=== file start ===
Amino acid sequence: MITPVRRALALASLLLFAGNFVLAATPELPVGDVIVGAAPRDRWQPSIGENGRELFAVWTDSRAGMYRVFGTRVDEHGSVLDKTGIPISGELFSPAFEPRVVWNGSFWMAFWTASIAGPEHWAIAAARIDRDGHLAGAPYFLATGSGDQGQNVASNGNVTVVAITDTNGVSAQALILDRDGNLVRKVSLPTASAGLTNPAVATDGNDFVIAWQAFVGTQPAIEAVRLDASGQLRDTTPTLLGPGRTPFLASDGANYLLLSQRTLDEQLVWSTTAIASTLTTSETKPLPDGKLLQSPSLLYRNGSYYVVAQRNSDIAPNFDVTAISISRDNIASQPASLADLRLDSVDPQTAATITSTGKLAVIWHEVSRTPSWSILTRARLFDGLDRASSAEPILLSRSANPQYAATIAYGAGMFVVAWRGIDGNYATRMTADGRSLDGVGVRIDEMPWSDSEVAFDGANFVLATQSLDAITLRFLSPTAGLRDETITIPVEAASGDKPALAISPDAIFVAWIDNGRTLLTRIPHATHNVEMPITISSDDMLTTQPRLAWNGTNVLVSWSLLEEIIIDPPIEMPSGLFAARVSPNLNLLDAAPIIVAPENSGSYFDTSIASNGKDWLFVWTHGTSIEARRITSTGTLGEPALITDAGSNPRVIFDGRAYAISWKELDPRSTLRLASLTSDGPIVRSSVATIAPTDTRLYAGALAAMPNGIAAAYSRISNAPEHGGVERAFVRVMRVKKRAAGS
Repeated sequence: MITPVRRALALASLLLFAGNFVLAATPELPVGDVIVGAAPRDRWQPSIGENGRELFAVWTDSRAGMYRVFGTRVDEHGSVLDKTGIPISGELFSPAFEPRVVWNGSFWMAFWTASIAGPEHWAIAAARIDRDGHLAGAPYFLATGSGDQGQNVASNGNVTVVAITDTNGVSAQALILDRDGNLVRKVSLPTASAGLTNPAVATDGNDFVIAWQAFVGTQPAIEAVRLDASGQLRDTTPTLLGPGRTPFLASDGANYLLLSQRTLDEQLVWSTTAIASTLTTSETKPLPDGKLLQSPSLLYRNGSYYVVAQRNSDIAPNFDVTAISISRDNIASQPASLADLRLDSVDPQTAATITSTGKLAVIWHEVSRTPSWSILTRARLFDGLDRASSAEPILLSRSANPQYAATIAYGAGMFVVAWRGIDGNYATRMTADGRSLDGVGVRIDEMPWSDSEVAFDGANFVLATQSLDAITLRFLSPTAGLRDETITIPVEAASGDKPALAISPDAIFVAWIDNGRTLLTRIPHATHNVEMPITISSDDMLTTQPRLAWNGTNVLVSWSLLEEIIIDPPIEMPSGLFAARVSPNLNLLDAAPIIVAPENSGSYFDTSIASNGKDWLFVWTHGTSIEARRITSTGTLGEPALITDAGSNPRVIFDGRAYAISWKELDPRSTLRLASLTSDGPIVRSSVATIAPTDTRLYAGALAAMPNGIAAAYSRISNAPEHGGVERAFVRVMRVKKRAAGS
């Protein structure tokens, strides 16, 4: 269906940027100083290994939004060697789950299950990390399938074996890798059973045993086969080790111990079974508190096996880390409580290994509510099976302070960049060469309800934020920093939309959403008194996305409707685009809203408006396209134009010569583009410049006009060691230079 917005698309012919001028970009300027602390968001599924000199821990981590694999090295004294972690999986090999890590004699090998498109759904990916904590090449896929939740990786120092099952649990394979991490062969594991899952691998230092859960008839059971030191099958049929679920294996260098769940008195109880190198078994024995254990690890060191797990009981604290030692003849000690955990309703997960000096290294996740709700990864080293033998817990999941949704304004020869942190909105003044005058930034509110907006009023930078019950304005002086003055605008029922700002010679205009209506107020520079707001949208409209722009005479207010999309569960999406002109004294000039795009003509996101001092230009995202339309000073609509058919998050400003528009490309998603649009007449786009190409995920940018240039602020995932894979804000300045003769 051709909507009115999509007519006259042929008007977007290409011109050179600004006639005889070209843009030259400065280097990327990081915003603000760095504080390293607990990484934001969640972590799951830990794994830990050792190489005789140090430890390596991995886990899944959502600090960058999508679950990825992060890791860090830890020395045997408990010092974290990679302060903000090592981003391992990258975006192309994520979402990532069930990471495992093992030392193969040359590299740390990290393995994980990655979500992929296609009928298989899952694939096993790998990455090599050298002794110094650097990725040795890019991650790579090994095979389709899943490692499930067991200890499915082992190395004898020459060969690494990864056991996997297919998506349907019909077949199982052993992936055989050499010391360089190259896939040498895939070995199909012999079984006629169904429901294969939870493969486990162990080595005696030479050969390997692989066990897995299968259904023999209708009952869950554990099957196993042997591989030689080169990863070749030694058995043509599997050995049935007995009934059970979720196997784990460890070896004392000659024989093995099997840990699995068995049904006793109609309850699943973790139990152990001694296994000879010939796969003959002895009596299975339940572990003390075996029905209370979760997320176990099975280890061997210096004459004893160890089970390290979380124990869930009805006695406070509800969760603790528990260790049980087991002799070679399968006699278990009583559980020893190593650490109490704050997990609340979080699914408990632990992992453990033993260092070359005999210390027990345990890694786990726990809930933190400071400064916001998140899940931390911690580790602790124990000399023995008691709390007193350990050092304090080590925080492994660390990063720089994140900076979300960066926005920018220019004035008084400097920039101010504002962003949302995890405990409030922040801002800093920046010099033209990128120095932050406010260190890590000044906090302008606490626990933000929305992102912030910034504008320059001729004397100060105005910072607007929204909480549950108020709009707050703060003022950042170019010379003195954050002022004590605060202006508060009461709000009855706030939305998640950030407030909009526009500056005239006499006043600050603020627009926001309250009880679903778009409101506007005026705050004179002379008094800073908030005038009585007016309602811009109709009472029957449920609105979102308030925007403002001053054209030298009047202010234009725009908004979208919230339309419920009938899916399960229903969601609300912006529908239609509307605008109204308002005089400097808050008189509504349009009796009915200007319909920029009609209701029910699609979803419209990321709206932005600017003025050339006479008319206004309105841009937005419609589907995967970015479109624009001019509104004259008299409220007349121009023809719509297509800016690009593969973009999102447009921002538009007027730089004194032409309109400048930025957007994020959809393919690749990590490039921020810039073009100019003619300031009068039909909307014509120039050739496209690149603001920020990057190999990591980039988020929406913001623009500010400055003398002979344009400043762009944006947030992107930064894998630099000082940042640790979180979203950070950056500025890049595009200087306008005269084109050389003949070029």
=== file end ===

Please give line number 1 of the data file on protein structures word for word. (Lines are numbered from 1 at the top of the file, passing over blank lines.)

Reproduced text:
Amino acid sequence: MITPVRRALALASLLLFAGNFVLAATPELPVGDVIVGAAPRDRWQPSIGENGRELFAVWTDSRAGMYRVFGTRVDEHGSVLDKTGIPISGELFSPAFEPRVVWNGSFWMAFWTASIAGPEHWAIAAARIDRDGHLAGAPYFLATGSGDQGQNVASNGNVTVVAITDTNGVSAQALILDRDGNLVRKVSLPTASAGLTNPAVATDGNDFVIAWQAFVGTQPAIEAVRLDASGQLRDTTPTLLGPGRTPFLASDGANYLLLSQRTLDEQLVWSTTAIASTLTTSETKPLPDGKLLQSPSLLYRNGSYYVVAQRNSDIAPNFDVTAISISRDNIASQPASLADLRLDSVDPQTAATITSTGKLAVIWHEVSRTPSWSILTRARLFDGLDRASSAEPILLSRSANPQYAATIAYGAGMFVVAWRGIDGNYATRMTADGRSLDGVGVRIDEMPWSDSEVAFDGANFVLATQSLDAITLRFLSPTAGLRDETITIPVEAASGDKPALAISPDAIFVAWIDNGRTLLTRIPHATHNVEMPITISSDDMLTTQPRLAWNGTNVLVSWSLLEEIIIDPPIEMPSGLFAARVSPNLNLLDAAPIIVAPENSGSYFDTSIASNGKDWLFVWTHGTSIEARRITSTGTLGEPALITDAGSNPRVIFDGRAYAISWKELDPRSTLRLASLTSDGPIVRSSVATIAPTDTRLYAGALAAMPNGIAAAYSRISNAPEHGGVERAFVRVMRVKKRAAGS